If hiring EU workers is set to get harder, then the case for investing in your existing workforce couldn’t be stronger

As HR and L&D professionals, we all know that investing in people – developing their skills and looking after their well-being – is not only the right thing to do as a responsible employer, but is also key to building resilient and productive organisations. But in times of uncertainty, employers often see such investments as controllable or variable short term costs that they can offset against the perceived risks to their business in the longer term.

The reactions we are seeing from some employers following the UK’s vote to leave the European Union is a case in point. The implications of Brexit for business are still far from clear, and yet our latest Labour Market Outlook report, which was able to compare sentiment immediately before and after the referendum, shows that some employers are already thinking about slowing down on hiring and reducing their investment in training and skills development. When you consider that many UK employers are already starting to see labour costs rise due to new policies like the National Living Wage, new pensions rights, and the proposed apprenticeships levy, it’s perhaps not surprising that they’re looking for ways to cut back on spending. But if hiring EU migrant workers is set to get harder and more costly, then the case for investing in your existing workforce couldn’t be stronger.

I also wonder how well-informed some of these hasty decisions are, and how much these businesses are really thinking about what will make them successful in the long term. Nearly a third of employers who employ migrant workers were unable to tell us what percentage of their workforce is made up of migrant workers, so there must be a question about how thoroughly they understand the structure of their workforce, how and where value is created in their organisations today, and where it will come from in the future.  HR has a vital role to play in helping organisations to take a more strategic view of the kind of workforce they’ll need for the future. In turn, we can help employers assess the different ways in which they can find, access and develop the talent and skills they’ll need to survive and grow, as well as helping to build more resilient and productive workforces.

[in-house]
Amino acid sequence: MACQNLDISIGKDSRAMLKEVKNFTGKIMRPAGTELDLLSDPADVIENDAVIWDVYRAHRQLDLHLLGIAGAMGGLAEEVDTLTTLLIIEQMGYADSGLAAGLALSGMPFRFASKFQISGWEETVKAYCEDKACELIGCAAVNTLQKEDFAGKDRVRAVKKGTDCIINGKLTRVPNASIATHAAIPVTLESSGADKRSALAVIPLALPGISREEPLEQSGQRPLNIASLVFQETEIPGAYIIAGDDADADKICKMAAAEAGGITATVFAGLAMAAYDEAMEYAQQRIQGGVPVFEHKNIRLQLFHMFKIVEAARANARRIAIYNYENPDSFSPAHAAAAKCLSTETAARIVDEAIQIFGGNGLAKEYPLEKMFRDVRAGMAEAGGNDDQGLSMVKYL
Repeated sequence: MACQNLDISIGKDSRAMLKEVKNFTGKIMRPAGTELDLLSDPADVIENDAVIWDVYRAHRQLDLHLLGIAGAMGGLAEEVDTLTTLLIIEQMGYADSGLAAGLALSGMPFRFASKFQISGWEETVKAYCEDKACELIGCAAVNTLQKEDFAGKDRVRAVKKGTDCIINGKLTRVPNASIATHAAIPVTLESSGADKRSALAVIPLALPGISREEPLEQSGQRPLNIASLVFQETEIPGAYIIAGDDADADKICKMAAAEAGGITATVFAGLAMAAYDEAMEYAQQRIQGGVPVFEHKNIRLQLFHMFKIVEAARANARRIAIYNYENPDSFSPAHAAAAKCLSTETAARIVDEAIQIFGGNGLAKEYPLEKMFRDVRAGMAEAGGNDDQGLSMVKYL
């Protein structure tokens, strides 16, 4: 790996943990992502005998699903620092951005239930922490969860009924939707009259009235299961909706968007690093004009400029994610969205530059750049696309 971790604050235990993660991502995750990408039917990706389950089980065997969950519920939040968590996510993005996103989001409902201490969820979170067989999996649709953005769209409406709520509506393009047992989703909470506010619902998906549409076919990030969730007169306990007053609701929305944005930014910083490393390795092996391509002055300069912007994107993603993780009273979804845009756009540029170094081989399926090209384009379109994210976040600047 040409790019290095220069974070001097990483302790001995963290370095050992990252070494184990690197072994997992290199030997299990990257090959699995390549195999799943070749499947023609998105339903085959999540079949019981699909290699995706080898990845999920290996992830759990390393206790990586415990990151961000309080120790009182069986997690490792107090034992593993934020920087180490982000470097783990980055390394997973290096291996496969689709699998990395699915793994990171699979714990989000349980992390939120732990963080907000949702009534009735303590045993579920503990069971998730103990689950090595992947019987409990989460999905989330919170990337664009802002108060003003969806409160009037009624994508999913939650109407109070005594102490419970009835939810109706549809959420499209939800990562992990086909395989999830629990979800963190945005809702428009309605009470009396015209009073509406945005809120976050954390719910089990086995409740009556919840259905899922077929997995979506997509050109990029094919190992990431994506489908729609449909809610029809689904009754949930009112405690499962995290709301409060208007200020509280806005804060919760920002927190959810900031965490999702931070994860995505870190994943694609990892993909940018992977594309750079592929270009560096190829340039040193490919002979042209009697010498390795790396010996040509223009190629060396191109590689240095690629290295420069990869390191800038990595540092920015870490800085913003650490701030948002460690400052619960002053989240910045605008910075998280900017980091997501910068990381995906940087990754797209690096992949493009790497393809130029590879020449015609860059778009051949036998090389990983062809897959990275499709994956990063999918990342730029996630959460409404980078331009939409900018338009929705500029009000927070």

The next few years will also be a very important time for HR professionals - in the UK and elsewhere - to help organisations understand the wider context and direction of employment policy and practice. Much of the debate in the run up to the referendum centered on the extent to which EU legislation determines employment law in the UK, and how to ensure we continue to balance the benefits of flexibility in the labour market with the need to protect the rights and interests of workers. But we also need to start thinking much more broadly about how the growth of different employment models, flexi-working, contract and portfolio working may require significantly new approaches not only to employment law, but also to our welfare systems and to the ways in which we invest in and develop skills in the future.

However, employment law itself sets out our minimum standards and obligations, and much of good people management and development practice is about doing the right thing by people. Tomorrow’s successful enterprises will be those that continue to invest in their workforces with a clear strategic context and understanding. The UK economy - and increasingly much of the EU economy - had positive momentum going into the referendum and if we over-react in the expectation of a downturn, we risk creating a self-fulfilling prophecy.

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